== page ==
3 Questions Writers Love to Ask (That Really Have No Concrete Answer)

I was recently invited to an online Q&A with UCLA’s extension course on Finding a Home for Your Essay (Online), taught by Victoria Zackheim.

It’s always invigorating and interesting to field questions from writers that remind you what it’s like to undertake the endeavor to write and publish. Sometimes, after being in the industry a while, your mindset becomes so business focused you forget how much feeling is wrapped up in it.

I thought I would share some excerpts from our session together. (For better or worse, the most interesting questions are usually the ones that can’t be concretely answered.) A big thanks to the students for their thoughtful questions (which have been condensed for brevity’s sake).

Do you have any tips or tricks for faking an authoritative voice [in writing]?

When I think about “authoritative voice,” it seems more applicable to instructional or informational pieces. If you’re writing a personal essay or memoir, then I would say you need an authentic or distinctive voice more than an authoritative one. Figuring out a voice that is natural and authentic to you is a long process; writers refine their voice over many years. I’m not sure I have a single trick or tip that would help you nail it.

However, you can find excellent advice in a book by Vivian Gornick, The Situation and the Story, that talks about how to craft personal stories with great resonance. It’s all about knowing what’s unique about YOUR perspective on something, what makes your “I” perception different and interesting, apart from all others.

For any of you who have read Eat, Pray, Love: That’s an example where the writing and voice is very distinct and confident, but I wouldn’t characterize it as authoritative.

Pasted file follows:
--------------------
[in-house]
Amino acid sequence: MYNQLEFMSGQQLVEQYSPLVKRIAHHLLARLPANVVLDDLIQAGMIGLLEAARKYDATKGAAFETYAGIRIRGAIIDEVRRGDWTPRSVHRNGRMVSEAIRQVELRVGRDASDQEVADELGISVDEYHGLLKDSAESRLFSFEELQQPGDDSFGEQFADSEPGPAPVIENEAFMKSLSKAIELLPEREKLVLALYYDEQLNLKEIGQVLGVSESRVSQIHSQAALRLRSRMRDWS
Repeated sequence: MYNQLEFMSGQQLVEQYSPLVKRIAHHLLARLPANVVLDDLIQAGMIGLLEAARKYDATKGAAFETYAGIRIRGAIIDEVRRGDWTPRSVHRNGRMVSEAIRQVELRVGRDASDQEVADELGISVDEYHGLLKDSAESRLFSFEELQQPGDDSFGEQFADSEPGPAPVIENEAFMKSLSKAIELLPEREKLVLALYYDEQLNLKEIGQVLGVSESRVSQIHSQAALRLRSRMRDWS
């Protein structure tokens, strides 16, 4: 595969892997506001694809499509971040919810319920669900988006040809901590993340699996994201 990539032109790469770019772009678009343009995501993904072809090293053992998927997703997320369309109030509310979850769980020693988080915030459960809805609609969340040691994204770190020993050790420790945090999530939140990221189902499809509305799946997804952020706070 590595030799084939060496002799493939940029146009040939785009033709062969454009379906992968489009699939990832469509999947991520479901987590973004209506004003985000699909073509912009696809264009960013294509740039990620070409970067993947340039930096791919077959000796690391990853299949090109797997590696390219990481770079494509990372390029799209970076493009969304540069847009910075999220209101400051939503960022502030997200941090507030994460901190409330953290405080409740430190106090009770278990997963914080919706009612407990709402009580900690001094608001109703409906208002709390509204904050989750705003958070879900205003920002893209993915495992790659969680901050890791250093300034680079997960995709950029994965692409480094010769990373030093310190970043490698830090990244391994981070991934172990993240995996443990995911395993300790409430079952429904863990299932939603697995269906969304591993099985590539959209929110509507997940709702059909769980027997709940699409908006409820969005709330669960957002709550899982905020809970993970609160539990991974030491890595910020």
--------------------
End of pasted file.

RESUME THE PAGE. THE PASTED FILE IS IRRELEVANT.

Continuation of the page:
I’ve heard from agents that they think “I write well” but they “just didn’t fall in love with this book.” It’s probably inscrutable, but can you put your finger on things that make agents/editors fall in love with work?

You might find the book The First Five Pages by agent Noah Lukeman to be helpful, because he identifies all the mistakes that writers tend to make that can turn off agents/editors (or lead to the “didn’t fall in love with this”).

There’s also a great book by Donald Maass called Writing the Breakout Novel that identifies how novels can reach that next level of rich scope and detail that makes them truly magnificent. (And he has another book releasing this spring called Fire in Fiction that should be helpful for anyone who’s missing that inscrutable quality.) Of course these books are for fiction writers, but for anyone telling a story with characters, many of the same principles apply.

But from my perspective: This “no love” response usually means one of the following things:

  • Your characters weren’t compelling or original enough
  • Your story wasn’t unique or engaging enough (in the end, it all comes down to story)

You may have the technical skill down, but you haven’t yet crafted something that really sets itself apart from everything else that’s out there.

Or, it could be a simple matter of not having found the right agent/editor who WILL fall in love with your work. It takes time.

Is there any advice you can give me about confidence in my writing?

This will sound terribly unhelpful, but you can decide to have confidence in your writing as soon as you’re ready to have confidence. It’s really just a matter of making that choice. No one can give it to you.

There’s a story about a master violinist and his student. Roughly paraphrased, it goes something like this: The student asks, “Tell me, am I any good? Should I keep pursuing this?” The master replies, “If you have to ask for my permission, then you don’t have what it takes.” (If anyone has a link to the original story, please share!)

Same applies to writing. Of all the people who set out to write, of those who succeed, it’s the ones who most doggedly pursue it, no matter what people tell them (not the ones who are the most talented).

Writing takes persistence more than confidence or talent. And in fact, a little lack of confidence is good for most writers. It pushes you to do better.

And in regards to pleasing an editor, try instead to think of your reader. Don’t write for the editor, write for your intended audience. Take the focus off of you and how much you succeed with the editor. How much are you succeeding with your reader? What does your reader think? That should help alleviate many of your concerns.

What about you? Do you have tips or tricks that have helped you gain confidence and authority in your writing?

Photo credit: Matthew Dutile

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